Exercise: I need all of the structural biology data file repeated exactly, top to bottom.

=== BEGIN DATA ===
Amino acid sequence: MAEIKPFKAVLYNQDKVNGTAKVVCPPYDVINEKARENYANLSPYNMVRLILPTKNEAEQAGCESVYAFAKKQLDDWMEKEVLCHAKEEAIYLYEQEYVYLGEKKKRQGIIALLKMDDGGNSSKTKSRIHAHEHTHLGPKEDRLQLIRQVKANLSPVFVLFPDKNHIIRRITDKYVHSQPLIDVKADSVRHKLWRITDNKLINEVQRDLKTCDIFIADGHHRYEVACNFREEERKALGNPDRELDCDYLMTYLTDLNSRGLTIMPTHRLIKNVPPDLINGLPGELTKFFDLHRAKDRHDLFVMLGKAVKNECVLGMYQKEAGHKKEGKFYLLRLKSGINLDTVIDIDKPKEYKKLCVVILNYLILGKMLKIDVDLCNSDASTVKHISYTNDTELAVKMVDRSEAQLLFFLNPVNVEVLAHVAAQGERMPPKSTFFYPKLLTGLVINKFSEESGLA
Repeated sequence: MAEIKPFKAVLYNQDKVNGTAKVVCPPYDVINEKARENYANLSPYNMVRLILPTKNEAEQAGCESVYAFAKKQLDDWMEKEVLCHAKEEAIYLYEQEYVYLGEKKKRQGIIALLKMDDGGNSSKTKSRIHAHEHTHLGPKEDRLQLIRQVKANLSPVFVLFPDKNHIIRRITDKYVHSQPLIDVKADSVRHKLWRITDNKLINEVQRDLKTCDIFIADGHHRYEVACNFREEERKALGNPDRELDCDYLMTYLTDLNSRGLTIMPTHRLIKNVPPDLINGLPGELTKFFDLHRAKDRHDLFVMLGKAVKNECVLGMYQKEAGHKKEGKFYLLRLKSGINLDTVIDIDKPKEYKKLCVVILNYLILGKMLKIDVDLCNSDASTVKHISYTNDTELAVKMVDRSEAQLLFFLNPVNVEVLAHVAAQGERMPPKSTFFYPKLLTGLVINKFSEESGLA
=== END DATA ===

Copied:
Amino acid sequence: MAEIKPFKAVLYNQDKVNGTAKVVCPPYDVINEKARENYANLSPYNMVRLILPTKNEAEQAGCESVYAFAKKQLDDWMEKEVLCHAKEEAIYLYEQEYVYLGEKKKRQGIIALLKMDDGGNSSKTKSRIHAHEHTHLGPKEDRLQLIRQVKANLSPVFVLFPDKNHIIRRITDKYVHSQPLIDVKADSVRHKLWRITDNKLINEVQRDLKTCDIFIADGHHRYEVACNFREEERKALGNPDRELDCDYLMTYLTDLNSRGLTIMPTHRLIKNVPPDLINGLPGELTKFFDLHRAKDRHDLFVMLGKAVKNECVLGMYQKEAGHKKEGKFYLLRLKSGINLDTVIDIDKPKEYKKLCVVILNYLILGKMLKIDVDLCNSDASTVKHISYTNDTELAVKMVDRSEAQLLFFLNPVNVEVLAHVAAQGERMPPKSTFFYPKLLTGLVINKFSEESGLA
Repeated sequence: MAEIKPFKAVLYNQDKVNGTAKVVCPPYDVINEKARENYANLSPYNMVRLILPTKNEAEQAGCESVYAFAKKQLDDWMEKEVLCHAKEEAIYLYEQEYVYLGEKKKRQGIIALLKMDDGGNSSKTKSRIHAHEHTHLGPKEDRLQLIRQVKANLSPVFVLFPDKNHIIRRITDKYVHSQPLIDVKADSVRHKLWRITDNKLINEVQRDLKTCDIFIADGHHRYEVACNFREEERKALGNPDRELDCDYLMTYLTDLNSRGLTIMPTHRLIKNVPPDLINGLPGELTKFFDLHRAKDRHDLFVMLGKAVKNECVLGMYQKEAGHKKEGKFYLLRLKSGINLDTVIDIDKPKEYKKLCVVILNYLILGKMLKIDVDLCNSDASTVKHISYTNDTELAVKMVDRSEAQLLFFLNPVNVEVLAHVAAQGERMPPKSTFFYPKLLTGLVINKFSEESGLA